Help! with Speedlite Underxposure in Dark Church

Discussion in 'Canon EOS' started by chris moseley, Nov 23, 2003.

  1. Experts, lend me your ears, and your advice. Recently shot at a
    wedding in the darkest church I've seen to date. Had problems with
    my color film images made under the balcony overhang - where it was
    pitch dark -- with the subjects being backlit. This is one of the
    better images shot in the sequence. Take a look at this underexposed
    image made with A2E, 20-35 lens @ 25mm, Manual Setting f5.6 @ 1/60,
    540EZ set on TTL - on a bracket above camera attached with offshoe
    connecting cord - Fuji Press 400 - shot at 400. Camera rotated
    vertically on bracket with flash staying atop - in same position.
    Did this cause the underexposure? or too far? I'll stop guessing and
    let you help me (keyword: help) - if you please.
  2. Chris,

    I don't consider myself an expert, but I have shot a few weddings using an A2E(5) and 540EZ, so I'll put my two cents into the pot. I'm sure you will get other/different opinions.

    First, I would have used a longer lens for this shooting situration.
    The 540 is not covering the wide field, thus causing the corner light fall off. You could have put the flash's wide angle panel down, but that would have also reduced your flash output.

    I think the major problem causing the underexposure is the bright backlighting. The A2E uses three metering zones for flash. The bright backlighting is centered in your main subject's metering zone causing the underexposure. With this meter reading I think camera and/or flash compensation to overexpose +1 to +1.5 stops would help.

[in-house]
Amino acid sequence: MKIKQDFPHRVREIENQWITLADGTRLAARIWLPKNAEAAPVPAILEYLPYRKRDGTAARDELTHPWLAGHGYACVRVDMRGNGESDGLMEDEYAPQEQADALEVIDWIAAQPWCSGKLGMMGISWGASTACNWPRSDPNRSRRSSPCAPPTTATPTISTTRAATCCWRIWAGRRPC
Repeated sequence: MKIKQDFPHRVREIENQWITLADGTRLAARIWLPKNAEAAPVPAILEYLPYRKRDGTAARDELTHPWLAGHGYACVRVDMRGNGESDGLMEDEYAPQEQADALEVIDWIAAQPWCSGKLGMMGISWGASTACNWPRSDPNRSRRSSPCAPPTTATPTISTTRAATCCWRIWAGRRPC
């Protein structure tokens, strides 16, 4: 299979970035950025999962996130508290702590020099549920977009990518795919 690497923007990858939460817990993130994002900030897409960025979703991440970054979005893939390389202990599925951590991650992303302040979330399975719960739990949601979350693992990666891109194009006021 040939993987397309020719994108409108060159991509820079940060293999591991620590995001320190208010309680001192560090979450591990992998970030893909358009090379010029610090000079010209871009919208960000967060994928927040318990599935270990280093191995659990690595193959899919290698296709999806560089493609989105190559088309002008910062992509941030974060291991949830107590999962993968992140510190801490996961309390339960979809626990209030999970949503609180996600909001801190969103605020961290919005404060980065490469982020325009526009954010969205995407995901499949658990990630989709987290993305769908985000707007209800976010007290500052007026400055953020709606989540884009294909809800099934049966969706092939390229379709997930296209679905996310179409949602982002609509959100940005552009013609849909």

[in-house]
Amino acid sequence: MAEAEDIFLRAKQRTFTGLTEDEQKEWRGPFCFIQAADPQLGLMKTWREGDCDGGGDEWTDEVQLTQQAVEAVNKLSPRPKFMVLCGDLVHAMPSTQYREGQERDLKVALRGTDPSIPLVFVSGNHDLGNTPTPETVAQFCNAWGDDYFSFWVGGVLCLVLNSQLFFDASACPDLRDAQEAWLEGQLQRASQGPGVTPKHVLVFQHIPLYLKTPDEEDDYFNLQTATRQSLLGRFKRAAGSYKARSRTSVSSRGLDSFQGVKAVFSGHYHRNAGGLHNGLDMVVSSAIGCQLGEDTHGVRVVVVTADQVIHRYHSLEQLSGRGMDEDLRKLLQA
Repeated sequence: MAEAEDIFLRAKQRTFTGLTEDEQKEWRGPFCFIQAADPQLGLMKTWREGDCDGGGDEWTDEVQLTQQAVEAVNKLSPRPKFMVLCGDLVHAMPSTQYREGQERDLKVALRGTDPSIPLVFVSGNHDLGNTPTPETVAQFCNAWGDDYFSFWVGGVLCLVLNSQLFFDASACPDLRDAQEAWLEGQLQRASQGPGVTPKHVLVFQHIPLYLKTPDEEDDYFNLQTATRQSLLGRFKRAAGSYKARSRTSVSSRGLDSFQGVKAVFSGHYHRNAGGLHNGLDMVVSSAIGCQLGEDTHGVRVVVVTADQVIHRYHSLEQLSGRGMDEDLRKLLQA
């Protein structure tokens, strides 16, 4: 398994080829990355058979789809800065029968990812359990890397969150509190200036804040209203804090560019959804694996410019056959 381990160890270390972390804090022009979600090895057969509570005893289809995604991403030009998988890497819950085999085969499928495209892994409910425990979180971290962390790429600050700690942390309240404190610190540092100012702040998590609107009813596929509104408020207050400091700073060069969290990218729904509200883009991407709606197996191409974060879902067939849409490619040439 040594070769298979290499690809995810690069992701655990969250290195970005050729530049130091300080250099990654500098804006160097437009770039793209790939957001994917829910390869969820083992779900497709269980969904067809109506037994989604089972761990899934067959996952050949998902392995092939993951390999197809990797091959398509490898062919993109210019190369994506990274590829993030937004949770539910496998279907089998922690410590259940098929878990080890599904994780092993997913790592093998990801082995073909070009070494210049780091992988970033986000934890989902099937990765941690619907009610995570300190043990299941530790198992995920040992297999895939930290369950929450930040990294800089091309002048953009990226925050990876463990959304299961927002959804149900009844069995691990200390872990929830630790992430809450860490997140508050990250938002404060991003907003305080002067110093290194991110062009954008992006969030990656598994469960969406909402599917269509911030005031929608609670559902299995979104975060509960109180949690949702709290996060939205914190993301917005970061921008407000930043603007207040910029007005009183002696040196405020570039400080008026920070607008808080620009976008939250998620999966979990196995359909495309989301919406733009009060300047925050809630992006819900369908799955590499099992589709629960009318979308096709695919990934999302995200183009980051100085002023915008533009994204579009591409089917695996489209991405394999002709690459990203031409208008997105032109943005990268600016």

My normal indoor wedding setting is with Portra 400NC set @320. Manual mode @ 1/45, f2.8~f8.0 dependent on DOF wanted and distance from main subject. The background exposure is controlled by shutter speed and main subject exposure is controlled by aperture. With your shot, I would have set @f2.8, 1/125 and +1 flash compensation. This would have added more light to the main subject and the faster shutter would have reduced the overexposure of the background - maybe. These are tough siturations and sometimes a little before the event testing will go a long way towards finding the right setup.

    Also, I have found that the lab processing can make a big difference. Alway use a pro lab for best results.

    Good luck,

  3. There are many possibilities here. Firstly, it is obvious that the flash didn't cover the entire field of view (vignetting very evident in the corners). So it seems you didn't employ the wide angle diffuser. I reckon that the shooting distance should have been within the range of the flash and aperture set (especially as coverage looks to have been 28mm), so this leaves questions as to whether there were any overrides in force - such as a manual flash output power, or FEC setting. It might be hard to know now - but check your CF settings. The subject is highly contrasty, dark in the centre and white either side - so it is possible that the flash was fooled by the extensive white surfaces which are rendered as grey. Even so, the image appears grainy,which I assume is due to extracting what could be salvaged from a negative that was perhaps 2-3 stops underexposed.
  4. EricM

    EricM Planet Eric

    if you crop this image at the door frames, and look at the remaining image, it looks properly exposed. I think your flash didn't have the power, or didn't have the diffuser covering the head too. the camera read the outer white frame and the flash put out enough to give you a correct 18% grey exposure. also, your film would be better exposed at 200 or 250 asa. if you were usuing such a wide lens, i would of dropped my shutter speed to 1/30 as well. if i knew i would of been shooting from this position, i would of taken an ambient reading of the room behind this couple, set my camera as close to that as possible, and then went +1 on the flash. better luck next time chris.

Share This Page